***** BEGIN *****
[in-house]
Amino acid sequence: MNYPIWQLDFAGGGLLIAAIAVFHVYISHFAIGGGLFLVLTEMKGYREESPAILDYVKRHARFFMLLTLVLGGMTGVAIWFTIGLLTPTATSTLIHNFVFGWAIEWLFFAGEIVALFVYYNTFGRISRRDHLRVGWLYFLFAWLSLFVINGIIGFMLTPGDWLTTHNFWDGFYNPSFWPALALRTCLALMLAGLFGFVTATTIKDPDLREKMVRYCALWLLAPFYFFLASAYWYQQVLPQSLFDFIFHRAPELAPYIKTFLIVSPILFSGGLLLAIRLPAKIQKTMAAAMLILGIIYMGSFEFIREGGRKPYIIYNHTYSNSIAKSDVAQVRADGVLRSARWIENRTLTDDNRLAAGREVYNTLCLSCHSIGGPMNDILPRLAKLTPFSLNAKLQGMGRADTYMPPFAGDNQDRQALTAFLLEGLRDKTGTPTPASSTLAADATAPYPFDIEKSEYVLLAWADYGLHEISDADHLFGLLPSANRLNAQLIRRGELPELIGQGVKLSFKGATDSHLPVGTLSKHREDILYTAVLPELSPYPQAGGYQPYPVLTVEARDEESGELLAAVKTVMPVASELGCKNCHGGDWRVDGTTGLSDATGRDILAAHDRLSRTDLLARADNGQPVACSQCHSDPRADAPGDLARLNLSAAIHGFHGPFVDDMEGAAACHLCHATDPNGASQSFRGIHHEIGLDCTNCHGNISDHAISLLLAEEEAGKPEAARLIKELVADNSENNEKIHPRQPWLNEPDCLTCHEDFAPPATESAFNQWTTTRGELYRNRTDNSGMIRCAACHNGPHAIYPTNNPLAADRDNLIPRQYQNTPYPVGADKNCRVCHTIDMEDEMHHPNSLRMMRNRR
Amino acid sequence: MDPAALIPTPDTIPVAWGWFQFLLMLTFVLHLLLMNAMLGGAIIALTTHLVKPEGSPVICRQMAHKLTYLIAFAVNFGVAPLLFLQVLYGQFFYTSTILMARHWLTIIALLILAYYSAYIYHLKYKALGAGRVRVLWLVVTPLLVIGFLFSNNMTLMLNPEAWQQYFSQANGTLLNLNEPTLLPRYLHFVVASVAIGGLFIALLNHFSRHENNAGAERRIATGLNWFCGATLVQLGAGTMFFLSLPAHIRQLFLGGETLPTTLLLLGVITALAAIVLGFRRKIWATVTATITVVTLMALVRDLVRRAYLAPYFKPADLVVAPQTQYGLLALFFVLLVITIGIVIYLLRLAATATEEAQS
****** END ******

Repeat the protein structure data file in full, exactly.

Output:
[in-house]
Amino acid sequence: MNYPIWQLDFAGGGLLIAAIAVFHVYISHFAIGGGLFLVLTEMKGYREESPAILDYVKRHARFFMLLTLVLGGMTGVAIWFTIGLLTPTATSTLIHNFVFGWAIEWLFFAGEIVALFVYYNTFGRISRRDHLRVGWLYFLFAWLSLFVINGIIGFMLTPGDWLTTHNFWDGFYNPSFWPALALRTCLALMLAGLFGFVTATTIKDPDLREKMVRYCALWLLAPFYFFLASAYWYQQVLPQSLFDFIFHRAPELAPYIKTFLIVSPILFSGGLLLAIRLPAKIQKTMAAAMLILGIIYMGSFEFIREGGRKPYIIYNHTYSNSIAKSDVAQVRADGVLRSARWIENRTLTDDNRLAAGREVYNTLCLSCHSIGGPMNDILPRLAKLTPFSLNAKLQGMGRADTYMPPFAGDNQDRQALTAFLLEGLRDKTGTPTPASSTLAADATAPYPFDIEKSEYVLLAWADYGLHEISDADHLFGLLPSANRLNAQLIRRGELPELIGQGVKLSFKGATDSHLPVGTLSKHREDILYTAVLPELSPYPQAGGYQPYPVLTVEARDEESGELLAAVKTVMPVASELGCKNCHGGDWRVDGTTGLSDATGRDILAAHDRLSRTDLLARADNGQPVACSQCHSDPRADAPGDLARLNLSAAIHGFHGPFVDDMEGAAACHLCHATDPNGASQSFRGIHHEIGLDCTNCHGNISDHAISLLLAEEEAGKPEAARLIKELVADNSENNEKIHPRQPWLNEPDCLTCHEDFAPPATESAFNQWTTTRGELYRNRTDNSGMIRCAACHNGPHAIYPTNNPLAADRDNLIPRQYQNTPYPVGADKNCRVCHTIDMEDEMHHPNSLRMMRNRR
Amino acid sequence: MDPAALIPTPDTIPVAWGWFQFLLMLTFVLHLLLMNAMLGGAIIALTTHLVKPEGSPVICRQMAHKLTYLIAFAVNFGVAPLLFLQVLYGQFFYTSTILMARHWLTIIALLILAYYSAYIYHLKYKALGAGRVRVLWLVVTPLLVIGFLFSNNMTLMLNPEAWQQYFSQANGTLLNLNEPTLLPRYLHFVVASVAIGGLFIALLNHFSRHENNAGAERRIATGLNWFCGATLVQLGAGTMFFLSLPAHIRQLFLGGETLPTTLLLLGVITALAAIVLGFRRKIWATVTATITVVTLMALVRDLVRRAYLAPYFKPADLVVAPQTQYGLLALFFVLLVITIGIVIYLLRLAATATEEAQS